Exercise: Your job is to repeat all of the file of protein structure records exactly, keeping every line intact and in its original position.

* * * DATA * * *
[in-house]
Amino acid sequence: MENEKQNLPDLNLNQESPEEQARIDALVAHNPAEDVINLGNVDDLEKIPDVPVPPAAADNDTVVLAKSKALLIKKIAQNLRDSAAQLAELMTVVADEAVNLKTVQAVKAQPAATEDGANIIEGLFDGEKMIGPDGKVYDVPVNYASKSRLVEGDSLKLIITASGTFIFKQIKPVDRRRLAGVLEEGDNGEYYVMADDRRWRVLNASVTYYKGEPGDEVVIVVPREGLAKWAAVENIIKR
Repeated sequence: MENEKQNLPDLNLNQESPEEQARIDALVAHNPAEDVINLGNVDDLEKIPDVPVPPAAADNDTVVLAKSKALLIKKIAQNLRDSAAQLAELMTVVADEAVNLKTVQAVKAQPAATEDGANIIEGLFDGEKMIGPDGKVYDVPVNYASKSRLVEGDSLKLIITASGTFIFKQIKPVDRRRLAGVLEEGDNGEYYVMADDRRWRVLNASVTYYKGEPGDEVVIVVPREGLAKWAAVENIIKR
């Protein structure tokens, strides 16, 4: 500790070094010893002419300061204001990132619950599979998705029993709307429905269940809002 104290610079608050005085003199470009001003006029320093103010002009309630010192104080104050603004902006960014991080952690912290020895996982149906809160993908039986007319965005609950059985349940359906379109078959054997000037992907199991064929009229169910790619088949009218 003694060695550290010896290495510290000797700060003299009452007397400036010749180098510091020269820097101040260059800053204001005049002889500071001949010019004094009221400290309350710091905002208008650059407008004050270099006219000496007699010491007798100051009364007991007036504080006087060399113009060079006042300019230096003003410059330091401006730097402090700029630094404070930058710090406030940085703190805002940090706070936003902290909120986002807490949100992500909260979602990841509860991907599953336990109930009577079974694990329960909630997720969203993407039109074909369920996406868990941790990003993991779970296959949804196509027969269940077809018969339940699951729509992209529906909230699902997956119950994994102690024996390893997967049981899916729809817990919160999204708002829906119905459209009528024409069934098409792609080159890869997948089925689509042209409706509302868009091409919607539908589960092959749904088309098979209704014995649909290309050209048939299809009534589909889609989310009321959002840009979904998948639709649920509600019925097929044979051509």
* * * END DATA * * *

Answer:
[in-house]
Amino acid sequence: MENEKQNLPDLNLNQESPEEQARIDALVAHNPAEDVINLGNVDDLEKIPDVPVPPAAADNDTVVLAKSKALLIKKIAQNLRDSAAQLAELMTVVADEAVNLKTVQAVKAQPAATEDGANIIEGLFDGEKMIGPDGKVYDVPVNYASKSRLVEGDSLKLIITASGTFIFKQIKPVDRRRLAGVLEEGDNGEYYVMADDRRWRVLNASVTYYKGEPGDEVVIVVPREGLAKWAAVENIIKR
Repeated sequence: MENEKQNLPDLNLNQESPEEQARIDALVAHNPAEDVINLGNVDDLEKIPDVPVPPAAADNDTVVLAKSKALLIKKIAQNLRDSAAQLAELMTVVADEAVNLKTVQAVKAQPAATEDGANIIEGLFDGEKMIGPDGKVYDVPVNYASKSRLVEGDSLKLIITASGTFIFKQIKPVDRRRLAGVLEEGDNGEYYVMADDRRWRVLNASVTYYKGEPGDEVVIVVPREGLAKWAAVENIIKR
């Protein structure tokens, strides 16, 4: 500790070094010893002419300061204001990132619950599979998705029993709307429905269940809002 104290610079608050005085003199470009001003006029320093103010002009309630010192104080104050603004902006960014991080952690912290020895996982149906809160993908039986007319965005609950059985349940359906379109078959054997000037992907199991064929009229169910790619088949009218 003694060695550290010896290495510290000797700060003299009452007397400036010749180098510091020269820097101040260059800053204001005049002889500071001949010019004094009221400290309350710091905002208008650059407008004050270099006219000496007699010491007798100051009364007991007036504080006087060399113009060079006042300019230096003003410059330091401006730097402090700029630094404070930058710090406030940085703190805002940090706070936003902290909120986002807490949100992500909260979602990841509860991907599953336990109930009577079974694990329960909630997720969203993407039109074909369920996406868990941790990003993991779970296959949804196509027969269940077809018969339940699951729509992209529906909230699902997956119950994994102690024996390893997967049981899916729809817990919160999204708002829906119905459209009528024409069934098409792609080159890869997948089925689509042209409706509302868009091409919607539908589960092959749904088309098979209704014995649909290309050209048939299809009534589909889609989310009321959002840009979904998948639709649920509600019925097929044979051509």